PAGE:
Language is a reflection of how people see each other. We believe that when referring to an individual with Down syndrome it is important to use language which is both accurate and respectful of the individual.
People with Down syndrome should always be referred to as people first. Instead of “a Down syndrome child,” it should be “a child with Down syndrome.” Also avoid “Down’s child” and describing the condition as “Down’s,” as in, “He has Down’s.”
- Down vs. Down’s – FVDSS uses the preferred spelling, Down syndrome, rather than Down’s syndrome. This is because an “apostrophe s” connotes ownership or possession. Down syndrome is named for the English physician John Langdon Down, who characterized the condition, but did not have it.
- Down syndrome is a condition or a syndrome, not a disease.
- People “have” Down syndrome, they do not “suffer from” it and are not “afflicted by” it.
- While it is still clinically acceptable to say “mental retardation,” you should use the more socially acceptable “intellectual disability” or “cognitive disability.” FVDSS strongly condemns the use of the word “retarded” in any derogatory context. Using this word is hurtful and suggests that people with disabilities are not competent.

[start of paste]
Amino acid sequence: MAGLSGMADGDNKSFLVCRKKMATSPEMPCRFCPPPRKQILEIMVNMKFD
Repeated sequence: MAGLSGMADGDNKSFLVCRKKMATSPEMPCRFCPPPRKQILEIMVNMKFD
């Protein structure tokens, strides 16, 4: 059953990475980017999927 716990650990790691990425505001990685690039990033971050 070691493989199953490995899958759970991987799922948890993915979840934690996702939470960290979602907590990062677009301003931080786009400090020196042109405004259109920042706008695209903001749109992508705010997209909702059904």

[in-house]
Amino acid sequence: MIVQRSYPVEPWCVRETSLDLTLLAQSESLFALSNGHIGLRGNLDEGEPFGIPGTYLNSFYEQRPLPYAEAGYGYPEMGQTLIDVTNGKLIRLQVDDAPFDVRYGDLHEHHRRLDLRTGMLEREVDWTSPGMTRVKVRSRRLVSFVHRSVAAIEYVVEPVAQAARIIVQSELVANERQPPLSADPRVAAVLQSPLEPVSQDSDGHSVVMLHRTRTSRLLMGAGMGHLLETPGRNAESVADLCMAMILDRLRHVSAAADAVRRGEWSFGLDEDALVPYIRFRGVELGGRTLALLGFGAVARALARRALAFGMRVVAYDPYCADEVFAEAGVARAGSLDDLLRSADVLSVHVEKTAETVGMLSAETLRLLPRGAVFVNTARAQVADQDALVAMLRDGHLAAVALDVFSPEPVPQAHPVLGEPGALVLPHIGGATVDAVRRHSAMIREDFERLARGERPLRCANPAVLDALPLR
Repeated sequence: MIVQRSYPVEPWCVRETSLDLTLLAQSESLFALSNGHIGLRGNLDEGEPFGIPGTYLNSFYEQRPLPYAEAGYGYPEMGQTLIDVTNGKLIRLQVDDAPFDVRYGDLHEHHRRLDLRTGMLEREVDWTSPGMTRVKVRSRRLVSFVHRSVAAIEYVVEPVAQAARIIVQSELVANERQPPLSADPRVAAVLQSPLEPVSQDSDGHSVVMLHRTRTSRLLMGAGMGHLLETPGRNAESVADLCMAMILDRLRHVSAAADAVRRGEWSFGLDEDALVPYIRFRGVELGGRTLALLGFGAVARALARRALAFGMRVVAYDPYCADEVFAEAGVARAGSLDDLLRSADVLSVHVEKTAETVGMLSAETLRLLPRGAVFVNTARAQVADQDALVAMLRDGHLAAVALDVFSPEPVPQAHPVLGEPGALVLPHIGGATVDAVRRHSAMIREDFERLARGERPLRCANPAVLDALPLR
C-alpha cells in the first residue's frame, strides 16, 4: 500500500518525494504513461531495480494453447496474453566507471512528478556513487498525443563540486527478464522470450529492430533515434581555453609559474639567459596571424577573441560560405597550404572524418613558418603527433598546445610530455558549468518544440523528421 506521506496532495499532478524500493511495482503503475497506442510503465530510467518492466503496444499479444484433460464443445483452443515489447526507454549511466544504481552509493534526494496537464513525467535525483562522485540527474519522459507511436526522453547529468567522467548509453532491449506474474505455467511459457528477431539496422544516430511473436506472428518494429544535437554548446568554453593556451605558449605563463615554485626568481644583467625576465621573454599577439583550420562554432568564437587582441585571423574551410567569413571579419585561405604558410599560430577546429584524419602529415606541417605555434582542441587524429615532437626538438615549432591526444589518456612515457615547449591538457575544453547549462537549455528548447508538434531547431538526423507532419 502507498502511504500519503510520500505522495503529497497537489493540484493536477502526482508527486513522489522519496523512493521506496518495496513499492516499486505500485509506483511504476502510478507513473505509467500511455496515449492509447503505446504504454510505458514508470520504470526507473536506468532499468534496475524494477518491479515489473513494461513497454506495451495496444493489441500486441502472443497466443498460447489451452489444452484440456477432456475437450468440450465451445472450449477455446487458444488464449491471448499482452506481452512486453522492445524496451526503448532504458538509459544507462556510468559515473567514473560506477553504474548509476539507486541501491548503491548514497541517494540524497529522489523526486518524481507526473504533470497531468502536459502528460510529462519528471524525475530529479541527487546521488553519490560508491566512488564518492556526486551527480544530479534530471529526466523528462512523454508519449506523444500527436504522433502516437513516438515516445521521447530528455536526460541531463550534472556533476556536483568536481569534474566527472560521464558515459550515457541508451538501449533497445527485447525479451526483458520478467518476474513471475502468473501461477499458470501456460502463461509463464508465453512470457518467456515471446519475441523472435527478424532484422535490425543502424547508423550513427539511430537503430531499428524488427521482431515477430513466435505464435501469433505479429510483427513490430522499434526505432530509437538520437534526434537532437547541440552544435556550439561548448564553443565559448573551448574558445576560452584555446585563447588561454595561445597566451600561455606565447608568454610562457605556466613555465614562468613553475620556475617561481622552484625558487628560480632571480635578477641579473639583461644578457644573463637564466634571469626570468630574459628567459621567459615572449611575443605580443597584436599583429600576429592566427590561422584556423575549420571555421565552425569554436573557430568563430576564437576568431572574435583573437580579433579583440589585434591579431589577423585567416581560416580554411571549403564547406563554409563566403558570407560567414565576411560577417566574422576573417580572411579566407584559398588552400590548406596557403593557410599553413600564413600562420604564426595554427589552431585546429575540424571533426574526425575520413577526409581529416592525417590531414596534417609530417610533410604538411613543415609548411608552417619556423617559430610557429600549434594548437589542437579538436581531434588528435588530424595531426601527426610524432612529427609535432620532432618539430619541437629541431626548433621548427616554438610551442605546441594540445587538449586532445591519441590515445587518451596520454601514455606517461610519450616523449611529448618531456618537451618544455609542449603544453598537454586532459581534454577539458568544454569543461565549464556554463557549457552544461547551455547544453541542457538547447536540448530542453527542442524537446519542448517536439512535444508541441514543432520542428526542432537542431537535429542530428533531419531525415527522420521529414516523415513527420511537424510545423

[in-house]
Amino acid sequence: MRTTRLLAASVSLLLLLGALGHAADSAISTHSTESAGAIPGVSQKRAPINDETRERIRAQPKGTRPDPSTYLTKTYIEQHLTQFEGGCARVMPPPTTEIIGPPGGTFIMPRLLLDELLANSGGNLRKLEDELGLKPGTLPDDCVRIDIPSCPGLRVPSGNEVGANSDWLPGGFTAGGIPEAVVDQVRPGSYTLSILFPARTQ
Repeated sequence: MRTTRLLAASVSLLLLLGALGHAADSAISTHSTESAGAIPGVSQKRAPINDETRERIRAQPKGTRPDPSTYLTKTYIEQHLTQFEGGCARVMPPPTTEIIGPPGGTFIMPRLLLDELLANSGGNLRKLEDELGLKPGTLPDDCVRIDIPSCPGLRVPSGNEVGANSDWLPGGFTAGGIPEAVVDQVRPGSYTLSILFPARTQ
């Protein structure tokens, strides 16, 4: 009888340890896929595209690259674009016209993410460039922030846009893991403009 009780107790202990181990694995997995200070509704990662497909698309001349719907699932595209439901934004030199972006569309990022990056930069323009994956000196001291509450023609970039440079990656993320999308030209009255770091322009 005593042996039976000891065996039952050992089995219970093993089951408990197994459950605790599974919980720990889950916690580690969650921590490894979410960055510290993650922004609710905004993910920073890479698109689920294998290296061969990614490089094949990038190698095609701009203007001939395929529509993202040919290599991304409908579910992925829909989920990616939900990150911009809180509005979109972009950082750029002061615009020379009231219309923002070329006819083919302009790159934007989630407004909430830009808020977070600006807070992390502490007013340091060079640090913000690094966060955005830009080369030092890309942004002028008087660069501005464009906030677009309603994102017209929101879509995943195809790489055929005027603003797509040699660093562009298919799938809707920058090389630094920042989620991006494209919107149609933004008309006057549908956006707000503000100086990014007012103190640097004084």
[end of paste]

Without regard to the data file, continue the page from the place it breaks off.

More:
People with Down syndrome are sometimes portrayed as being happy and loving all the time or frequently as angels. However, avoid casting every person with Down syndrome as a superhuman model of humanity. They are unique individuals with unique personalities, and they experience a full range of emotions just like everyone else.
You can help others use responsible language which reflects the dignity of people with Down syndrome. Words can create barriers and reinforce stereotypes. Therefore, the FVDSS strongly believes in the importance of ensuring that correct language is used. A person is much more than a label or diagnosis. Help to educate others about the preferred way to refer to individuals with Down syndrome.